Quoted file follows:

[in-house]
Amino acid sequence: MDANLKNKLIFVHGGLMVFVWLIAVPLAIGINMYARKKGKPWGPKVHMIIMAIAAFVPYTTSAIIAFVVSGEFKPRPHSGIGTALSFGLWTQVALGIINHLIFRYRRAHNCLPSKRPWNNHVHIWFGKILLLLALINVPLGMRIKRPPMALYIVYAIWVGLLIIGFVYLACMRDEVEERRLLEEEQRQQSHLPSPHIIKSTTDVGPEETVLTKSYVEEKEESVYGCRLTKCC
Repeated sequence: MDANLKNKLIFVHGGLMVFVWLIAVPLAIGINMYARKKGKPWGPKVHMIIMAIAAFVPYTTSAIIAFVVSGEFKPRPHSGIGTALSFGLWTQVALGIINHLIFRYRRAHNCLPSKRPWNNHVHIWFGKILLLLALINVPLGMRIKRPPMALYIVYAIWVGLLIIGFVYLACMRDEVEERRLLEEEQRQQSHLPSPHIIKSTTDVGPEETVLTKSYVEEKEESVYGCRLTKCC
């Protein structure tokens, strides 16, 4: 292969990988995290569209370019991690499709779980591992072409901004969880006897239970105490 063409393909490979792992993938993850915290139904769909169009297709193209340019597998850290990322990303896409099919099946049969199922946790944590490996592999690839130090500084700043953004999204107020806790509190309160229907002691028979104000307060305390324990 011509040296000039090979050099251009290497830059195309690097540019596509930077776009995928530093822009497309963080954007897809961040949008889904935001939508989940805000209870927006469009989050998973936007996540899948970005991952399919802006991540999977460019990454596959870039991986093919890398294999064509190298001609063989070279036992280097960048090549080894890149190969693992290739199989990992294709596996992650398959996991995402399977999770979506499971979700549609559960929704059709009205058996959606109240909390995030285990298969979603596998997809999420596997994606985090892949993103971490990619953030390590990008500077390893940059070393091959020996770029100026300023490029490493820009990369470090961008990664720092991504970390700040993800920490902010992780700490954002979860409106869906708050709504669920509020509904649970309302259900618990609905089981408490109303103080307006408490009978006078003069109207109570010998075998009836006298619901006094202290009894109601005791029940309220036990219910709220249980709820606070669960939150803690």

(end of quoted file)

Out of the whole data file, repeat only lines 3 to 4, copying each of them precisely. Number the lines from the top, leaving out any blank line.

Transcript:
Repeated sequence: MDANLKNKLIFVHGGLMVFVWLIAVPLAIGINMYARKKGKPWGPKVHMIIMAIAAFVPYTTSAIIAFVVSGEFKPRPHSGIGTALSFGLWTQVALGIINHLIFRYRRAHNCLPSKRPWNNHVHIWFGKILLLLALINVPLGMRIKRPPMALYIVYAIWVGLLIIGFVYLACMRDEVEERRLLEEEQRQQSHLPSPHIIKSTTDVGPEETVLTKSYVEEKEESVYGCRLTKCC
């Protein structure tokens, strides 16, 4: 292969990988995290569209370019991690499709779980591992072409901004969880006897239970105490 063409393909490979792992993938993850915290139904769909169009297709193209340019597998850290990322990303896409099919099946049969199922946790944590490996592999690839130090500084700043953004999204107020806790509190309160229907002691028979104000307060305390324990 011509040296000039090979050099251009290497830059195309690097540019596509930077776009995928530093822009497309963080954007897809961040949008889904935001939508989940805000209870927006469009989050998973936007996540899948970005991952399919802006991540999977460019990454596959870039991986093919890398294999064509190298001609063989070279036992280097960048090549080894890149190969693992290739199989990992294709596996992650398959996991995402399977999770979506499971979700549609559960929704059709009205058996959606109240909390995030285990298969979603596998997809999420596997994606985090892949993103971490990619953030390590990008500077390893940059070393091959020996770029100026300023490029490493820009990369470090961008990664720092991504970390700040993800920490902010992780700490954002979860409106869906708050709504669920509020509904649970309302259900618990609905089981408490109303103080307006408490009978006078003069109207109570010998075998009836006298619901006094202290009894109601005791029940309220036990219910709220249980709820606070669960939150803690």